The American forces launch an operation aimed at dislodging von der Heydte’s group located northeast of Mont Rigi. A short but intense exchange of gunfire ensues as the Germans tactically withdraw to the east, resulting in three Fallschirmjägers being wounded. Despite the earnest attempts of the Luftwaffe, their efforts to resupply the Fallschirmjägers with essential provisions such as weapons, ammunition, food, warm clothing, and medical supplies prove to be fruitless. The situation becomes desperate.
During the afternoon, a search party comprising eight soldiers is dispatched to locate the missing parachute food containers. Their efforts lead them to discover two containers. Unfortunately, these containers only contain ammunition without the accompanying weapons, except for a Panzerfaust. Unfortunately, during the search, two of the men are captured, while the remaining members of the search party return empty-handed during the night, without any food.
Subsequently, von der Heydte comes to the realisation that maintaining the cohesion of the Kampfgruppe for more than one, or at most, two days is not feasible. The available ammunition for the machine guns will be depleted after a single engagement. Within a day or two, the soldiers will be severely weakened due to hunger and exposure to cold weather. Initially, his plan is to execute a lone engagement aimed at opening the Eupen-Malmedy road, timed to coincide with the advance of the approaching German armored units toward their position, situated within the 6. SS-Panzer-Armee’s designated attack zone. However, it appears to him that the offensive of the German armored units has become stalled. He makes the decision to deviate from his original mission and instead attempts a breakout to reach the German lines. The planned single engagement will now be fought not to secure the Eupen-Malmedy road but rather to create an opportunity for their movement towards the east, seeking a path to rejoin German forces.
Confronted with the imminent danger of being surrounded, von der Heydte makes the difficult decision to evacuate the wounded and unfit soldiers. He directs them to return to what he believes to be the German front line. In a bid to escape the encirclement imposed by the Allied forces, the remaining fit Fallschirmjägers are assembled and formed into an assault group. Their objective is to break through the encirclement and regain their freedom. Regrettably, despite their determined efforts, the breakout attempts ultimately prove to be unsuccessful, resulting in significant losses and casualties among the Fallschirmjägers.
|December 20th, 1944|
As the clock struck midnight, the eastward journey leads the group to the Helle River, where they cautiously cross its frigid waters near the confluence of a small stream called Ruisseau de Petit Bonheur. The men wade through the icy waters, intent on advancing beyond the steep riverbank towards Neu Hattlich.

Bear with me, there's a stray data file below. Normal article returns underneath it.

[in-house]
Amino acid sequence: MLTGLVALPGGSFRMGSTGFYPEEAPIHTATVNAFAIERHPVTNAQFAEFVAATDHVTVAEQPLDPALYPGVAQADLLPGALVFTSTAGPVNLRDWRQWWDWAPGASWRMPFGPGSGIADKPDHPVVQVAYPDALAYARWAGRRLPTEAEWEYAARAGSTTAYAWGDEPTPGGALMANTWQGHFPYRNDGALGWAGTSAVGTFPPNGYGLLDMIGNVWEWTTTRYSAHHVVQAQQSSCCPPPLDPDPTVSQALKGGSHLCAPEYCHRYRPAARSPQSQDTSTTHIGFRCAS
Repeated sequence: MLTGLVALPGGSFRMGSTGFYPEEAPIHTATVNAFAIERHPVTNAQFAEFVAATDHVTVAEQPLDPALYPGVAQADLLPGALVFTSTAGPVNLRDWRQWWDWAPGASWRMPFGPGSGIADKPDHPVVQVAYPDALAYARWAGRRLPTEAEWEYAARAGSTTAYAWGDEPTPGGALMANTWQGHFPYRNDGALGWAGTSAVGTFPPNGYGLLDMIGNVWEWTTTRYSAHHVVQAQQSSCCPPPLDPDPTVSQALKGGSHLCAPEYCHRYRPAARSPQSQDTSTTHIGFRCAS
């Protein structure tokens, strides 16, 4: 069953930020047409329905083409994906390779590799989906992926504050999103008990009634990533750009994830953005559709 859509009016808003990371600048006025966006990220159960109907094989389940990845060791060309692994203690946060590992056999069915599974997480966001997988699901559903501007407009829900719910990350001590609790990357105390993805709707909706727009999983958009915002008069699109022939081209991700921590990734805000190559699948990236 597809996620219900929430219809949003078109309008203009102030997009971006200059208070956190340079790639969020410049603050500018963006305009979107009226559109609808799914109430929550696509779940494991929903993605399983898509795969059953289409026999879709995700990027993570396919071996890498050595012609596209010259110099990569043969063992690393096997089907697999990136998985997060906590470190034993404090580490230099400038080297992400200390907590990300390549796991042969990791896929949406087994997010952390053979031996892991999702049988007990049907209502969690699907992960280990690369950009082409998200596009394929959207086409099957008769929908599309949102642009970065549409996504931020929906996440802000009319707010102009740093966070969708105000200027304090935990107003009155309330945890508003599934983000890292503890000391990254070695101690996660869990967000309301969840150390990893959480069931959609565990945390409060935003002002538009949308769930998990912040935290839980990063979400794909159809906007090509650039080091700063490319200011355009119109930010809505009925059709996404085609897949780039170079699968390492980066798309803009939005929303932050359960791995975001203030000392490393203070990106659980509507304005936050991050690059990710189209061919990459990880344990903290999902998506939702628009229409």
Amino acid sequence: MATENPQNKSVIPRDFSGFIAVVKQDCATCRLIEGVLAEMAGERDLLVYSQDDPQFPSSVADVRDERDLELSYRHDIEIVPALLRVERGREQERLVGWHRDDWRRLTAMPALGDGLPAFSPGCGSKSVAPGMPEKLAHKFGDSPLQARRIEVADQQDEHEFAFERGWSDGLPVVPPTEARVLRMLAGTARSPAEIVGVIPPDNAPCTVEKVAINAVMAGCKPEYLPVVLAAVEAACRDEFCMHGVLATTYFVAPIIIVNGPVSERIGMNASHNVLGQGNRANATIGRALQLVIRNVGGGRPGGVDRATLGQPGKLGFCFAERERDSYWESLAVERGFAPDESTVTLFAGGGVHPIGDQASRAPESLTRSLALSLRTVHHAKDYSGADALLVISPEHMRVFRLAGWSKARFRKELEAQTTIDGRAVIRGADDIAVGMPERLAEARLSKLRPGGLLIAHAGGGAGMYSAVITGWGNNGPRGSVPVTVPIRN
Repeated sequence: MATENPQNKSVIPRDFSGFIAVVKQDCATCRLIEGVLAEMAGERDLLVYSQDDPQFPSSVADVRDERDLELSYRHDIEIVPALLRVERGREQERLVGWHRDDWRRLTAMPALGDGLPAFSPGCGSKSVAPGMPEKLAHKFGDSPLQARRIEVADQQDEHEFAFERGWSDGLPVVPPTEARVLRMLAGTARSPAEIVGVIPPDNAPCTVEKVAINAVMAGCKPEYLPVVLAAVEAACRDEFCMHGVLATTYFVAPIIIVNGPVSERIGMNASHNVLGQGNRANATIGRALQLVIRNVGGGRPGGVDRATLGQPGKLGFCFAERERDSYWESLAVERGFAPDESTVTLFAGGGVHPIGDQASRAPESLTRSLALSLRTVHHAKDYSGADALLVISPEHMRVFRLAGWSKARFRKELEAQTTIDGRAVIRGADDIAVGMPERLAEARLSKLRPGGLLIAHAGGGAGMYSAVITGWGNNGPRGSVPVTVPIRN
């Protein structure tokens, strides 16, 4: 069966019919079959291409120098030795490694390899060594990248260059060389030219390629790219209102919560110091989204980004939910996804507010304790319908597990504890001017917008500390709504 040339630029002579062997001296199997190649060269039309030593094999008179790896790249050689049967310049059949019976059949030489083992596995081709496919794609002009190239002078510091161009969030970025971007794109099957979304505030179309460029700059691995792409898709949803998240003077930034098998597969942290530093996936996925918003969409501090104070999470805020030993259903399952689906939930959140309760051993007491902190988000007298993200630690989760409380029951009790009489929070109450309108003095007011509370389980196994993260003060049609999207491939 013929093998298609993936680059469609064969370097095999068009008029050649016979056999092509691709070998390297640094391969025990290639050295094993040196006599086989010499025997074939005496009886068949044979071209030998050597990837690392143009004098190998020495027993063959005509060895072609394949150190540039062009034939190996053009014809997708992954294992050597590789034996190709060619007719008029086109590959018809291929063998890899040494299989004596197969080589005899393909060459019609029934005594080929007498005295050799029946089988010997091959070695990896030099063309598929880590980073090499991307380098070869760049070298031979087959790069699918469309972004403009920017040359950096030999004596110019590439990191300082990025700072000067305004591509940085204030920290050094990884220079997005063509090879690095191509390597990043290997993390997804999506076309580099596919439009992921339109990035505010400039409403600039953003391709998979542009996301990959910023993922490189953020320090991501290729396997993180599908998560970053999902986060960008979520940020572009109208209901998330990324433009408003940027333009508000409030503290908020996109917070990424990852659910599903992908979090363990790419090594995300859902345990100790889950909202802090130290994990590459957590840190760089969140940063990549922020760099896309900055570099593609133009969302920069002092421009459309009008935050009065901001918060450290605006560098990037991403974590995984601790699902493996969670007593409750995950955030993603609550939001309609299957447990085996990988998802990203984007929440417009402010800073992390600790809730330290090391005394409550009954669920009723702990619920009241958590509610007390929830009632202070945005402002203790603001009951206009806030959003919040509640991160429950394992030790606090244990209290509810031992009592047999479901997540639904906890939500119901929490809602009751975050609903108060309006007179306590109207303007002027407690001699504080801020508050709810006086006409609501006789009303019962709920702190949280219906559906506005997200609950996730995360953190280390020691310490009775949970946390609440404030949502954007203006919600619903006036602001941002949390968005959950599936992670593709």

However, their plans are once again thwarted by the presence of American infantry actively searching for them. In the ensuing exchange of gunfire, another Fallschirmjäger is wounded. Faced with uncertainty about the enemy’s strength and position, von der Heydte chooses to disengage and retreat back across the river to establish a defensive position on higher ground for the night. In the early hours, American infantry and armored units begin conducting probing actions to locate von der Heydte’s position.
As the day progresses, with the enemy forces closing in and considering the deteriorating condition of his men, von der Heydte makes the difficult decision to dissolve the battle group. The Fallschirmjäger are instructed to break into small groups of three, employing “escape and evade” tactics to make their way back to German lines. They take advantage of their individual mobility and cover to navigate the challenging terrain and elude the enemy.
|December 21st, 1944|
As, von der Heydte makes the decision to regroup the surviving Fallschirmjäger into small teams consisting of two to three individuals, he orders them to reach what he believes to be the German lines located in Monschau. Monschau is one of the initial objectives of Unternehmen Wacht am Rhein. The surviving men are instructed to regroup at the Truppenübungsplatz, the training grounds located in Köln-Wahn, Germany. Here, they will receive their long-awaited and well-deserved Christmas furloughs.
Shortly after these final instructions are given, the encampment in the woods is disbanded as advancing American forces press forward into the Königliches Torf Moor, once again firing their weapons. From the east, the sound of approaching tanks from the 3rd Armored Division can be heard along the road connecting Eupen and Monschau. In their haste, some Fallschirmjäger discard their weapons before dispersing into the surrounding woods. The majority of Fallschirmjäger manages to slip away with their weapons and equipment. Like his men, von der Heydte, accompanied by his adjutant and orderly, moves toward Monschau with the belief that it has fallen into German hands, as it was one of the initial objectives of Unternehmen Wacht am Rhein.
To their surprise, Monschau is not under German control. Instead, a U.S. Army engineer battalion has occupied it. Von der Heydte’s physical condition is worsening, burdened by pain in his shattered left forearm and the injury to his right arm sustained during the parachute jump. This is worsened by frostbite and pneumonia. Shivering in anticipation until nightfall, on that evening, von der Heydte summons his adjutant and orderly to go on without him and ventures into town.